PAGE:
PubMed ID
31426821 View in PubMed
Less detail

New species and reports of Cuphophyllus from northern North America compared with related Eurasian species.

https://arctichealth.org/en/permalink/ahliterature311040
Source
Mycologia. 2020 Mar-Apr; 112(2):438-452
Publication Type
Journal Article
Research Support, Non-U.S. Gov't
Author
Andrus Voitk
Irja Saar
D Jean Lodge
David Boertmann
Shannon M Berch
Ellen Larsson
Author Affiliation
Foray Newfoundland and Labrador, 13 Maple Street, Humber Village, NL A2H 2N2, Canada.
Source
Mycologia. 2020 Mar-Apr; 112(2):438-452
Language
English
Publication Type
Journal Article
Research Support, Non-U.S. Gov't
Keywords
Agaricales - classification - cytology - genetics - isolation & purification
Arctic Regions
Classification - methods
Fruiting Bodies, Fungal
Genes, Fungal
Multilocus Sequence Typing
Mycorrhizae
North America
Plantago - microbiology
Species Specificity
Spores, Fungal - cytology
Abstract
This study describes four gray or brown species of Cuphophyllus (Hygrophoraceae, Agaricales), two of them new species, restricted to arctic-alpine and northern boreal zones of North America, and relates them morphologically and phylogenetically using multigene and nuc rDNA internal transcribed spacer ITS1-5.8S-ITS (ITS barcode) analyses to their similar, known counterparts. Cuphophyllus cinerellus, epitypified here, is shown to be a pan-palearctic species with sequence-confirmed collections from Fennoscandia and easternmost Asia. Occupying a similar habitat in the Nearctic is its sister species, the morphologically similar but novel C. esteriae, so far known only from eastern North America, including Greenland. Sister to the C. cinerellus-C. esteriae lineage, and known only from boreal raised Sphagnum bogs in Newfoundland, is a new medium-sized light cinereous brown species, C. lamarum. It has a yellow stipe but is phylogenetically distant from the yellow-stiped European C. flavipes and its North American sister species, Hygrophorus pseudopallidus. As cryptic speciation was discovered within C. flavipes, we lecto- and epitypify the name and transfer H. pseudopallidus to Cuphophyllus based on ITS analysis of the holotype. We also transfer the small European Hygrocybe comosa to Cuphophyllus based on morphology. Cuphophyllus hygrocyboides is reported from North America with the first sequence-confirmed collections from arctic-alpine British Columbia and Greenland. In addition, sequencing the holotype of C. subviolaceus identifies it as the sister species to the putative C. lacmus. Both species seem to have an intercontinental distribution. In total, we add new sequences to GenBank from 37 Cuphophyllus collections, including the holotypes of C. hygrocyboides and C. subviolaceus, the two new epitypes, and the two novel species.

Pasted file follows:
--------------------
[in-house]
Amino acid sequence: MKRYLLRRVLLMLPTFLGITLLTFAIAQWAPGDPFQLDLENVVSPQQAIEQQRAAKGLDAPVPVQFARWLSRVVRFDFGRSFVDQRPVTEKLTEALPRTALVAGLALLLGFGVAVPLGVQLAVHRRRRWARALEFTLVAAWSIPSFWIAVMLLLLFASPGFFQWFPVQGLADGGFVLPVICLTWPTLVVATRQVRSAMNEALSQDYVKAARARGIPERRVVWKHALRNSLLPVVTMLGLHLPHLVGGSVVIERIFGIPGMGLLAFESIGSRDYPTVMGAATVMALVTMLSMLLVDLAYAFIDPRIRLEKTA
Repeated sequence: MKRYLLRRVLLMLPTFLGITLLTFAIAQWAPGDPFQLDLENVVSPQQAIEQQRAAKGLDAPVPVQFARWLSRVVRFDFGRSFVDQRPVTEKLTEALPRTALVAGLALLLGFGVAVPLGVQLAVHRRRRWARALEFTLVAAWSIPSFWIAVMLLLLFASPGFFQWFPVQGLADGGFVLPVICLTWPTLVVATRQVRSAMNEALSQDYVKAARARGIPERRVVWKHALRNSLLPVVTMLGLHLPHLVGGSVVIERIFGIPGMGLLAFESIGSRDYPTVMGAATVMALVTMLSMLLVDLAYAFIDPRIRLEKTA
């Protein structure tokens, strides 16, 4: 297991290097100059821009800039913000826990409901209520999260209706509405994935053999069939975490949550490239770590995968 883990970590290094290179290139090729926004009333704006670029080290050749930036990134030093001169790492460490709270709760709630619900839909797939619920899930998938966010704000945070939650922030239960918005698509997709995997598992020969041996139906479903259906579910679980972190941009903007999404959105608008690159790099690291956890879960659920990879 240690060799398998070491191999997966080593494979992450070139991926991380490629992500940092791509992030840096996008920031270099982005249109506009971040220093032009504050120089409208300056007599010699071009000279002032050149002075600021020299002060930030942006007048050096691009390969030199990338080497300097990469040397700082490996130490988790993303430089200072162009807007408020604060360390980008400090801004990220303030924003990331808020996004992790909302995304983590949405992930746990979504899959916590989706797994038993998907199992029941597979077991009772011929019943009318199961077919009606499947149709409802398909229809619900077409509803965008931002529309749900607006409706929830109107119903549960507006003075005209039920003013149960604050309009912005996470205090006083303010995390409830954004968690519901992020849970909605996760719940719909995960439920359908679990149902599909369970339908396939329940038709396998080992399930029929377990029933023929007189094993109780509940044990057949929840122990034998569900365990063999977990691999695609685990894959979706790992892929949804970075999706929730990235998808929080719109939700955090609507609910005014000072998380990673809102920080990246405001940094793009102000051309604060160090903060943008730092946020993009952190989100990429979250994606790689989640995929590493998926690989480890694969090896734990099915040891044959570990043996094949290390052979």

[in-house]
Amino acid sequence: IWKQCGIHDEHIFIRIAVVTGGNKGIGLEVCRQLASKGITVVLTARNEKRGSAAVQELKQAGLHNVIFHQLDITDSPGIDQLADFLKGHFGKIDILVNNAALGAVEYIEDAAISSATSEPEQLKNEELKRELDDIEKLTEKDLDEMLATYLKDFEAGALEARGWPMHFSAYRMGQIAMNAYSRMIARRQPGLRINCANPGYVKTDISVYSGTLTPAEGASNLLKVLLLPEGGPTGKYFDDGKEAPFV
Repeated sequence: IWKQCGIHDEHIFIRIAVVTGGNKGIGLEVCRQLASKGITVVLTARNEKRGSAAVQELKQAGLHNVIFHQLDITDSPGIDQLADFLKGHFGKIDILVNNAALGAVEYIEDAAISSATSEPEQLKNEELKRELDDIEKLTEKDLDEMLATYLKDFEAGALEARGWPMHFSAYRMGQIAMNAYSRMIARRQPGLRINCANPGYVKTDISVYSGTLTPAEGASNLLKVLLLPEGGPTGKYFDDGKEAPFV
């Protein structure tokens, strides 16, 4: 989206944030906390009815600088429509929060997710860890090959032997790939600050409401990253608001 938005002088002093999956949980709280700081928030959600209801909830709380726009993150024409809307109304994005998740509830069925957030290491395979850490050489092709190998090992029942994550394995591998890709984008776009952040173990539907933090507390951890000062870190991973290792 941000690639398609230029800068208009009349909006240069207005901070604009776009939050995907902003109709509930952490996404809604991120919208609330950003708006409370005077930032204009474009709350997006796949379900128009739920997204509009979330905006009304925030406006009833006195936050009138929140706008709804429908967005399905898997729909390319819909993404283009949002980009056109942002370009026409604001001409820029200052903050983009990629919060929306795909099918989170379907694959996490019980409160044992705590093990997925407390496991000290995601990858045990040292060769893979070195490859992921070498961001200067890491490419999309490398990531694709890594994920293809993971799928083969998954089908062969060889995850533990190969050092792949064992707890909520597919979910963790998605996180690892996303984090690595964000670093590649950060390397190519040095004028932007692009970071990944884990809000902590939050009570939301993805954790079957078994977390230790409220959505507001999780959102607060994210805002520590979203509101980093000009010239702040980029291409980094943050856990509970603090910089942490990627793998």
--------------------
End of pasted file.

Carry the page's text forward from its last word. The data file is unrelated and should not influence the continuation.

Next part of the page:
PubMed ID
32074023 View in PubMed
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Nodulose-spored Inocybe from the Rocky Mountain alpine zone molecularly linked to European and type specimens.

https://arctichealth.org/en/permalink/ahliterature307589
Source
Mycologia. 2020 Jan-Feb; 112(1):133-153
Publication Type
Journal Article
Author
Cathy L Cripps
Ellen Larsson
Jukka Vauras
Author Affiliation
Department of Plant Sciences and Plant Pathology, Montana State University, 119 Plant Biosciences Building, Bozeman, Montana 59717.
Source
Mycologia. 2020 Jan-Feb; 112(1):133-153
Language
English
Publication Type
Journal Article
Keywords
Agaricales - classification - cytology - genetics
Altitude
DNA, Fungal - genetics
DNA, Ribosomal - genetics
Ecosystem
Mycorrhizae - classification - cytology - genetics
Phylogeny
Rosanae - classification - microbiology
Sequence Analysis, DNA
Spores, Fungal - classification - cytology - genetics
United States
Abstract
Inocybe (Inocybaceae) is one of the most diverse ectomycorrhizal genera in arctic and alpine habitats where the primary hosts are Salix, Betula, and Dryas. Subgenus Inocybe is common in these habitats and typically characterized by the presence of thick-walled pleurocystidia. Here, we focus on species that have angular or nodulose spores. Historically, over 30 taxa from this group have been reported from arctic and alpine habitats. Many names have been synonymized, whereas molecular analysis has revealed new species. Nuc rDNA internal transcribed spacer ITS1-5.8S-ITS2 (ITS) sequence data of 26 type specimens in this group now allow for further taxonomic clarification and comparison across continents of disjunct populations. Here, we compare ITS sequence data and the D1-D2 portion of nuc 28S rDNA (28S) from Rocky Mountain specimens with those of types and European reference material. We report 10 species from the Rocky Mountain alpine zone, all of which are conspecific with known European boreal, montane, or alpine species, and four are described as new; all have intercontinental distributions. Nodulose-spored Inocybe taxa that occur in the Rocky Mountain alpine zone include I. alpinomarginata, sp. nov., I. arctica, I. giacomi, I. leonina, I. murina, sp. nov., I. occulta, I. paragiacomi, sp. nov., I. phaeocystidiosa, I. purpureobadia, and I. subgiacomi, sp. nov. Remarkably, these species occur at elevations up to 4000 m and at latitudes as low as 36°N, hundreds of miles from the Arctic, the European alpine, and original type localities. Distributions are explained in part by host distributions and historical glaciation patterns. A key and full descriptions for Rocky mountain species are provided to promote species recognition.
PubMed ID
31860412 View in PubMed
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[Poisonous mushrooms--lot of myths, few facts].

https://arctichealth.org/en/permalink/ahliterature191464
Source
Tidsskr Nor Laegeforen. 2002 Jan 10;122(1):91-3
Publication Type
Article
Date
Jan-10-2002
Author
Anders Svare
Author Affiliation
Medisinsk avdeling Regionsykehuset i Trondheim 7006 Trondheim.
Source
Tidsskr Nor Laegeforen. 2002 Jan 10;122(1):91-3
Date
Jan-10-2002
Language
Norwegian
Publication Type
Article
Keywords
Agaricales - classification
Drug Information Services
Humans
Mushroom Poisoning - diagnosis - etiology
Norway
PubMed ID
11851308 View in PubMed
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7 records – page 1 of 1.